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The Flea by John Donne and The Altar by George Herbert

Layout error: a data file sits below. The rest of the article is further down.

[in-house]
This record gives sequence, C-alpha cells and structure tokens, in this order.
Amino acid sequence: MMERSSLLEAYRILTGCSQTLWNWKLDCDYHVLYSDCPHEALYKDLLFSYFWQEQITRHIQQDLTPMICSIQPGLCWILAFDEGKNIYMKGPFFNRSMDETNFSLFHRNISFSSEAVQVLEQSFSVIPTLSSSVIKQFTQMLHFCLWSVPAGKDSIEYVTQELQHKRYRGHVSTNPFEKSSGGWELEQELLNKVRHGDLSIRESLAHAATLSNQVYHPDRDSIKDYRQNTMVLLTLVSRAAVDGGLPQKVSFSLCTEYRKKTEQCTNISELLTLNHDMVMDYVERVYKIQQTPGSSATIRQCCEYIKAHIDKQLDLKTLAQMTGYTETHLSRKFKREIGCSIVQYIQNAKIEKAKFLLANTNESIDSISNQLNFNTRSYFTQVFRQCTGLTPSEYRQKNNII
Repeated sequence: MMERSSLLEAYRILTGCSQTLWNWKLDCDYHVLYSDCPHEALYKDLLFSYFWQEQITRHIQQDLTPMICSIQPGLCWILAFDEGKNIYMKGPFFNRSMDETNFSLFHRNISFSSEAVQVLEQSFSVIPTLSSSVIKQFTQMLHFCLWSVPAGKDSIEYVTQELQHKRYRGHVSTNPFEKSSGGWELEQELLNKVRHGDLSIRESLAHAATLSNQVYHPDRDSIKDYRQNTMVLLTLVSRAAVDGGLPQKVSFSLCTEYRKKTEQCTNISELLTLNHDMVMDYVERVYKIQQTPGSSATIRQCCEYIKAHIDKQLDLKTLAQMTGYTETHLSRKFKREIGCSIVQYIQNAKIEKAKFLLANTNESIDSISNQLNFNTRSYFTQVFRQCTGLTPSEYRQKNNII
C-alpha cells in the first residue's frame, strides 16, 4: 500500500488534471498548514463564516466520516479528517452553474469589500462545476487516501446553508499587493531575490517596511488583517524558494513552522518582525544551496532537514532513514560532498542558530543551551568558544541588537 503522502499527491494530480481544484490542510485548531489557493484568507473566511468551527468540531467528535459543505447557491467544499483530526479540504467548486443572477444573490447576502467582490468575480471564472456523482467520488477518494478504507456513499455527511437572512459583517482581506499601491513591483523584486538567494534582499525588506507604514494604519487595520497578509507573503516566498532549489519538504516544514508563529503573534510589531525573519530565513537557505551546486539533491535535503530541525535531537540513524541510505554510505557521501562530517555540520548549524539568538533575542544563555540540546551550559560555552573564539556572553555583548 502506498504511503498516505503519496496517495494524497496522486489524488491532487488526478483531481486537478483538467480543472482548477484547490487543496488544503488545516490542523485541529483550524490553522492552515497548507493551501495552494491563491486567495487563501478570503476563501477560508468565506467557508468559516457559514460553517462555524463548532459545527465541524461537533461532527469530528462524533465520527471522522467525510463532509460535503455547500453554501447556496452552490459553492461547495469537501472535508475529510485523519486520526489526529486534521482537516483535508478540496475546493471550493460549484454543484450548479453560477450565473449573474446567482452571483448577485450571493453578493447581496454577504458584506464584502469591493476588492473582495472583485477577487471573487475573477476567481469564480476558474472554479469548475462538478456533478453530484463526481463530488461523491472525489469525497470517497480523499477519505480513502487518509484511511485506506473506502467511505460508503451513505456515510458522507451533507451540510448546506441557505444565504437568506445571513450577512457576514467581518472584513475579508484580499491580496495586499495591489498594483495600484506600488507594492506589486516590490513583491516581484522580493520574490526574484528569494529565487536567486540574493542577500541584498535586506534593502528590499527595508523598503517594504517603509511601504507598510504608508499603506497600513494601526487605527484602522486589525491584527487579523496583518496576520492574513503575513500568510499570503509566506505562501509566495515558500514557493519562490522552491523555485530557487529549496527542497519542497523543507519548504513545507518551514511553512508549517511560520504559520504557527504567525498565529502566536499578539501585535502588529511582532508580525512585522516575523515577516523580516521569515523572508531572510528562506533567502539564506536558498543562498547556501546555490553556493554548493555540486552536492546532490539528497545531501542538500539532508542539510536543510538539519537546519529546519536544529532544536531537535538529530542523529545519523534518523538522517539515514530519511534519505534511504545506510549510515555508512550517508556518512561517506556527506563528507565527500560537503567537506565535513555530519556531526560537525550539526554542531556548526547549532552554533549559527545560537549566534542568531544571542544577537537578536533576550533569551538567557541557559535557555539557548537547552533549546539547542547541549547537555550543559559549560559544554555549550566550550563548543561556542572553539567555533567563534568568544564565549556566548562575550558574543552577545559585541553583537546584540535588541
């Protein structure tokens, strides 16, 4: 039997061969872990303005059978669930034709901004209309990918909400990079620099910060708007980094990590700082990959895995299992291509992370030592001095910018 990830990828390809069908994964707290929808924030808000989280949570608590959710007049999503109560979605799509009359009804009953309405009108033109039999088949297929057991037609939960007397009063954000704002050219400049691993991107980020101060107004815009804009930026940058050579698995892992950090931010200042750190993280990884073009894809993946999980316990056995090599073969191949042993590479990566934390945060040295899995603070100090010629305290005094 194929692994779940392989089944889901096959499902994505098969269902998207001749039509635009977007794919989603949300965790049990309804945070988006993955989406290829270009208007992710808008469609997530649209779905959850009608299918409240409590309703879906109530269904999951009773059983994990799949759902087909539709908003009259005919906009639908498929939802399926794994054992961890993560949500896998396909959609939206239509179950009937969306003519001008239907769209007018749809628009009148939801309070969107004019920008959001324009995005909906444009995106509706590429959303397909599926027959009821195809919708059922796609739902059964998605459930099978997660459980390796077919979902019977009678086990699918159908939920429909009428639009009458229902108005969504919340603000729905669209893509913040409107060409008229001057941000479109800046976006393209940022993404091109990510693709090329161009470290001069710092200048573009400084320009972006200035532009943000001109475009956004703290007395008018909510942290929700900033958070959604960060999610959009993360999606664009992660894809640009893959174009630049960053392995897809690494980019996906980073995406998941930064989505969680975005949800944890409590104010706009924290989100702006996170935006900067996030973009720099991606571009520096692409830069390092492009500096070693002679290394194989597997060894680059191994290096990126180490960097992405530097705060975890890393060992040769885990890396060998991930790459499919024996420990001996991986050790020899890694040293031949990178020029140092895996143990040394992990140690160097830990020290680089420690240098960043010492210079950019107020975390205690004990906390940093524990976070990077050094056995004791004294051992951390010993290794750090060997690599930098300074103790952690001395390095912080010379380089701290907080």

Compare and contrast the The Flea by John Donne and The Altar by George Herbert. The Flea by John Donne, published in 1633, is an erotic metaphysical poem in which the concept of a flea serves as an extended metaphor for the relationship between the speaker and his beloved. In comparison George Herbert’s The Altar, also published in 1633, demonstrates through the conceit of an altar how one should offer himself as a sacrifice to the Lord. This essay will compare and contrast; the poetic techniques, the shape of the poems and the use of meter. This essay will also highlight how these features link in with the main themes of sexual desires, religion and repetition to evoke the meaning of each poem. Both poets present the speaker differently through the use of poetic devices. For example, the metaphysical conceit in The Flea begins when the speaker states ‘And in this flea, our two bloods mingled be’. (4) This metaphor suggests that the speaker believes the mixing of two bloods is similar to the consecration of marriage and this is the argument the speaker sets up to woo his lover. The speaker uses direct address when he says ‘how little that which thou deniest me’. (2) By using the determiner ‘little’ it shows how he is trying to convince his lover of the unimportance of sexual intercourse. In addition, the possessive pronoun ‘me’ suggests he is trying to assert his authority, thus highlighting his sexual desire even more. In complete contrast, the speaker in The Altar is ambiguous as Herbert refers to a ‘servant’, (1) which implies anybody could be speaking it; whether it is the poet, the reader or even a priest, as it seems to be in the form of a prayer. Furthermore, the speaker illuminates they are addressing someone of higher importance as he refers to the ‘Lord’ (1). In addition, the adjective ‘broken’ (1) is an expression of a heartfelt sense of inadequacy and so this further captures Herbert’s meaning to define man’s place before God. It is important to take in to account how Donne and Herbert have a distinct contrast in how they use religion as a theme to evoke the meaning of their poems. Following on from this, Donne uses the general insignificance of a flea to be the primary image of the poem thus revealing his humorous and witty tone; as it contrasts with the act of intercourse, which is of monumental importance to many religious people back in the seventeenth century. Unlike Donne, Herbert uses the conceit of an altar to show how one should offer himself to God. Through his conceit, Herbert highlights the importance of devoting oneself to God, whereas Donne only uses religious imagery in order to win over his lover. In The Flea, the metaphor ‘three lives in one flea spare’ (10) contradicts what the speaker believes to be of unimportance. The speaker tries to manipulate his lover by suggesting she is going against the sanctity of marriage if she kills the flea. The image of ‘three lives’ equates to the three persons of the Holy Trinity; the Father, Son and Holy Spirit. By incorporating this imagery, Donne effectively uses Biblical references to shape his argument and tries to seduce his lover in a crafty manner. However in The Altar, the metaphor ‘A HEART alone / Is such a stone’ (5/6) demonstrates how devout the speaker believes he is without offering himself fully to God. The noun ‘HEART’ is in bold and is placed near the centre of the poem, which illuminates that the heart should be central to what is being done. In addition, this suggests if the heart was to be taken out, the altar would lose its significance. This metaphor also symbolises the fall of Adam in the Garden of Eden; the sin that he committed represents the heart that has died. This again links in with the idea that one should offer himself as a sacrifice to God. Both Donne and Herbert’s poems create an effective visual image with the purpose of linking back to the meaning. The repetition of the shape in The Flea and the indentation of the last three lines of each stanza refer back to this three in one imagery. This repetition suggests a habitual routine that the speaker is a product of as he is determined to persuade his lover to agree in sexual intercourse. Furthermore, the speaker says ‘three lives’ (10) and ‘three sins in killing three’ (18) which are of high importance. This repetition of the three in one imagery suggests each stanza mirrors the concept of the flea, the lover and the speaker or even more importantly the Holy Trinity. In the same way the theme of repetition and religion has come across in The Flea, The Altar also creates a visual impact. Like Donne’s repetition of the shape of the stanzas, Hebert’s poem also repeats the shape of the first four lines with the last four lines. This creates a sense of how the spiritual world will always overrule the material world. The speaker in The Flea gives reference to material things such as sexual intercourse in order to win over his lover. However in the first four lines of The Altar, the speaker gives reference ‘workmans tools’ (4) to suggest that material goods will never be on same level as the spiritual world. Micah Krabill states Herbert has ‘made an external altar for the reader; by approaching the poem, the reader approaches the altar.’ (Krabill, 1998) Following on from this, Herbert purposefully sets the shape of this poem like an altar so that the reader places themselves before God, which links back to Krabill’s statement of how the reader approaches the altar. Herbert gives reference to a ‘broken ALTAR’ (1) which is clever as the poem is in the shape of a broken altar. This evokes the meaning of how the pathway to God is not always easy. Herbert further emphasises the significance of religion when the shape moulds to the centre at ‘A HEART alone’ (5), thus highlighting how the heart is at the centre of the sacrifice given to God. The repetition of the shape of the last four lines links in with the visual shape in The Flea as it suggests the speaker is prepared to offer himself fully at the end of the poem. The meter of each poem are similar in that they fall in to the iambic rhythm, however they create different impacts. The Flea alternates between iambic tetrameter and iambic pentameter for example ‘Though use make you apt to kill me, / Let not to that, self-murder added be’. (16/17) However the last three lines in each stanza alternate between tetrameter for line seven and then pentameter for lines eight and nine. The alternate meter and having three couplets and one triplet in each nine line stanza links back to the idea of the speaker’s manipulative motive and scheming behaviour in order to engage in sexual desires throughout the poem. In comparison with the complexity of his argument, the rhyme scheme follows an aabbccddd pattern in which every last word of each line, with the exception of ‘maidenhead’ (6) and ‘innocence’ (20), all has one syllable. For example, ‘me’, ‘thee’ and ‘three’ all address the speaker, his lover and refer back to the three in one imagery. By having one syllable for every word, it links back to the simplicity of what the speaker wants. Like Donne’s poem, The Altar engages in an alternate iambic pentameter and iambic tetrameter for the first two couplets. The poem then changes to iambic dimeter for four couplets and then the last two couplets mirror the alternate meters in the first two couplets. Similarly to The Flea, the alternate meter’s highlight the speaker’s character. The immediate switch from iambic tetrameter to iambic dimeter speeds the pace of the poem up; the middle section illuminates the speaker’s message in how he believes one should offer himself to God. The last couple of iambic dimeter is, ‘Meets in this frame / To praise thy name’ (11/12) which is of high significance. Herbert cleverly uses a punning reference to the ‘frame’ of the poem and also a person’s state of mind. Following on from this, the alternate meter’s also fit in with the visual shape of the poem which is effective as it links in with the metaphysical conceit of an altar that Herbert uses throughout. Both poets use various meter’s to demonstrate either the duplicitous motive of the speaker in The Flea or to strengthen importance of the message in The Altar. Both Donne and Herbert structure their poems effectively using the metaphysical conceits of a flea and an altar to highlight the message that is intended. Without fail, both poets are able to use the shape of their poems and also various meters’ in order to create different impacts upon the reader. The Flea and The Altar are seen as completely different poems due to the erotic and seductive behaviour of the speaker in the first poem, yet the latter is in complete contrast as the speaker addresses God in a respectful and dutiful manner. Nevertheless, both Donne and Herbert highlight similar themes such as sexual desires, religion and repetition in order to bring to light the meaning of both poems effectively. Bibliography Krabill, M. (1998). Visual Metaphor. Interpreting English Literature: Milton, Herbert